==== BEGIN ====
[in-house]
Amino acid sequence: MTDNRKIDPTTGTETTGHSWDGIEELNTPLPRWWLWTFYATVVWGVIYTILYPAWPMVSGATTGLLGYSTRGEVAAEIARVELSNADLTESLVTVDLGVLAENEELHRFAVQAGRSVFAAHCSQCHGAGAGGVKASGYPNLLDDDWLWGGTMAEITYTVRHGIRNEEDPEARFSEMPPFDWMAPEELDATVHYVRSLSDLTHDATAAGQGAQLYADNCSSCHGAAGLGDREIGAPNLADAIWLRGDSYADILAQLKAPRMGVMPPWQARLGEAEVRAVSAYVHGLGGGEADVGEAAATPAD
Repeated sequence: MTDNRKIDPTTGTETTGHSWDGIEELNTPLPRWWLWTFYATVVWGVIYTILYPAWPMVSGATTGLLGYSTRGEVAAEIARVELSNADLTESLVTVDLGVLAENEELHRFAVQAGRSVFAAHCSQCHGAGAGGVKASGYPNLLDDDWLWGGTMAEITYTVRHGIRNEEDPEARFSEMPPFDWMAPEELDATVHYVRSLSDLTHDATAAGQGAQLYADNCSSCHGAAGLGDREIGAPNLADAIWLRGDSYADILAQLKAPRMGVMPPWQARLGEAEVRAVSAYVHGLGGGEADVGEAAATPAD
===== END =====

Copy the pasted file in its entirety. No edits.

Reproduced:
[in-house]
Amino acid sequence: MTDNRKIDPTTGTETTGHSWDGIEELNTPLPRWWLWTFYATVVWGVIYTILYPAWPMVSGATTGLLGYSTRGEVAAEIARVELSNADLTESLVTVDLGVLAENEELHRFAVQAGRSVFAAHCSQCHGAGAGGVKASGYPNLLDDDWLWGGTMAEITYTVRHGIRNEEDPEARFSEMPPFDWMAPEELDATVHYVRSLSDLTHDATAAGQGAQLYADNCSSCHGAAGLGDREIGAPNLADAIWLRGDSYADILAQLKAPRMGVMPPWQARLGEAEVRAVSAYVHGLGGGEADVGEAAATPAD
Repeated sequence: MTDNRKIDPTTGTETTGHSWDGIEELNTPLPRWWLWTFYATVVWGVIYTILYPAWPMVSGATTGLLGYSTRGEVAAEIARVELSNADLTESLVTVDLGVLAENEELHRFAVQAGRSVFAAHCSQCHGAGAGGVKASGYPNLLDDDWLWGGTMAEITYTVRHGIRNEEDPEARFSEMPPFDWMAPEELDATVHYVRSLSDLTHDATAAGQGAQLYADNCSSCHGAAGLGDREIGAPNLADAIWLRGDSYADILAQLKAPRMGVMPPWQARLGEAEVRAVSAYVHGLGGGEADVGEAAATPAD